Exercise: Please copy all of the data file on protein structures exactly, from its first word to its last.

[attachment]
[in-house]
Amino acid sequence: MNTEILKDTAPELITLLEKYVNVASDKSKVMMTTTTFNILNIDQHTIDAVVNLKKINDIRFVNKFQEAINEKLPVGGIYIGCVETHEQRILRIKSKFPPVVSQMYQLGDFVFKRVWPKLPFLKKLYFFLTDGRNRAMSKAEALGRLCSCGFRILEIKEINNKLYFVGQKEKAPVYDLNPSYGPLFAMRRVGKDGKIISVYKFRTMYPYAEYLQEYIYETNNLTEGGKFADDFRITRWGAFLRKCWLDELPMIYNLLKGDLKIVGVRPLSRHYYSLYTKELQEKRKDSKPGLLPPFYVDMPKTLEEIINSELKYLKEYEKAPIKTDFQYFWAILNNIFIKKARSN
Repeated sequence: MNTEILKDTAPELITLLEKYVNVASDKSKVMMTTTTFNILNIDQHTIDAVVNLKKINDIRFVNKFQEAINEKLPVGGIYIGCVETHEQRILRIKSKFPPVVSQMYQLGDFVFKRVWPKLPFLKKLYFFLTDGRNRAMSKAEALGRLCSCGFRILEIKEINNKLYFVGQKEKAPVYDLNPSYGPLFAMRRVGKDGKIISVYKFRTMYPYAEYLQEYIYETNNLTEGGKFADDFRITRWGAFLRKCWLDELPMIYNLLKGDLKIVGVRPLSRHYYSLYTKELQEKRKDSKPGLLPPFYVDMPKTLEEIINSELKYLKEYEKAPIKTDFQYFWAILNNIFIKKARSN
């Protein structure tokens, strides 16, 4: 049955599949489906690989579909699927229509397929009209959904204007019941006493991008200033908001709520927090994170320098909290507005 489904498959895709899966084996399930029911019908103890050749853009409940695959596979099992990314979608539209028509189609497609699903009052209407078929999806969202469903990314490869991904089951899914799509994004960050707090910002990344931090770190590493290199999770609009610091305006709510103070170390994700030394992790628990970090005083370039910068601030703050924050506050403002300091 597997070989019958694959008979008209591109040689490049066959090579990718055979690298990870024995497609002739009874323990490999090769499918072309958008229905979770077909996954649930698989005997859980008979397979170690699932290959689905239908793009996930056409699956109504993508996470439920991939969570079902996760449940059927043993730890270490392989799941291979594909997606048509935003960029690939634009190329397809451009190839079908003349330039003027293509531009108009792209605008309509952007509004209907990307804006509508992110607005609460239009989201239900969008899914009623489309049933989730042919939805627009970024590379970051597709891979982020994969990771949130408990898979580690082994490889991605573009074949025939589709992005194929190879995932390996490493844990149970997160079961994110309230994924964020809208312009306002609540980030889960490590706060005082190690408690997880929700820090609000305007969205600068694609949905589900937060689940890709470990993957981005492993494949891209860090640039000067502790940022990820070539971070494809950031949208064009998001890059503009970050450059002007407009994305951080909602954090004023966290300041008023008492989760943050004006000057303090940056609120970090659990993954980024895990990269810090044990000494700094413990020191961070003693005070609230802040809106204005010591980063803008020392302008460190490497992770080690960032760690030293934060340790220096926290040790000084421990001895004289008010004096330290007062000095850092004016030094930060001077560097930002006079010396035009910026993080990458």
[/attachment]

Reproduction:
[in-house]
Amino acid sequence: MNTEILKDTAPELITLLEKYVNVASDKSKVMMTTTTFNILNIDQHTIDAVVNLKKINDIRFVNKFQEAINEKLPVGGIYIGCVETHEQRILRIKSKFPPVVSQMYQLGDFVFKRVWPKLPFLKKLYFFLTDGRNRAMSKAEALGRLCSCGFRILEIKEINNKLYFVGQKEKAPVYDLNPSYGPLFAMRRVGKDGKIISVYKFRTMYPYAEYLQEYIYETNNLTEGGKFADDFRITRWGAFLRKCWLDELPMIYNLLKGDLKIVGVRPLSRHYYSLYTKELQEKRKDSKPGLLPPFYVDMPKTLEEIINSELKYLKEYEKAPIKTDFQYFWAILNNIFIKKARSN
Repeated sequence: MNTEILKDTAPELITLLEKYVNVASDKSKVMMTTTTFNILNIDQHTIDAVVNLKKINDIRFVNKFQEAINEKLPVGGIYIGCVETHEQRILRIKSKFPPVVSQMYQLGDFVFKRVWPKLPFLKKLYFFLTDGRNRAMSKAEALGRLCSCGFRILEIKEINNKLYFVGQKEKAPVYDLNPSYGPLFAMRRVGKDGKIISVYKFRTMYPYAEYLQEYIYETNNLTEGGKFADDFRITRWGAFLRKCWLDELPMIYNLLKGDLKIVGVRPLSRHYYSLYTKELQEKRKDSKPGLLPPFYVDMPKTLEEIINSELKYLKEYEKAPIKTDFQYFWAILNNIFIKKARSN
């Protein structure tokens, strides 16, 4: 049955599949489906690989579909699927229509397929009209959904204007019941006493991008200033908001709520927090994170320098909290507005 489904498959895709899966084996399930029911019908103890050749853009409940695959596979099992990314979608539209028509189609497609699903009052209407078929999806969202469903990314490869991904089951899914799509994004960050707090910002990344931090770190590493290199999770609009610091305006709510103070170390994700030394992790628990970090005083370039910068601030703050924050506050403002300091 597997070989019958694959008979008209591109040689490049066959090579990718055979690298990870024995497609002739009874323990490999090769499918072309958008229905979770077909996954649930698989005997859980008979397979170690699932290959689905239908793009996930056409699956109504993508996470439920991939969570079902996760449940059927043993730890270490392989799941291979594909997606048509935003960029690939634009190329397809451009190839079908003349330039003027293509531009108009792209605008309509952007509004209907990307804006509508992110607005609460239009989201239900969008899914009623489309049933989730042919939805627009970024590379970051597709891979982020994969990771949130408990898979580690082994490889991605573009074949025939589709992005194929190879995932390996490493844990149970997160079961994110309230994924964020809208312009306002609540980030889960490590706060005082190690408690997880929700820090609000305007969205600068694609949905589900937060689940890709470990993957981005492993494949891209860090640039000067502790940022990820070539971070494809950031949208064009998001890059503009970050450059002007407009994305951080909602954090004023966290300041008023008492989760943050004006000057303090940056609120970090659990993954980024895990990269810090044990000494700094413990020191961070003693005070609230802040809106204005010591980063803008020392302008460190490497992770080690960032760690030293934060340790220096926290040790000084421990001895004289008010004096330290007062000095850092004016030094930060001077560097930002006079010396035009910026993080990458």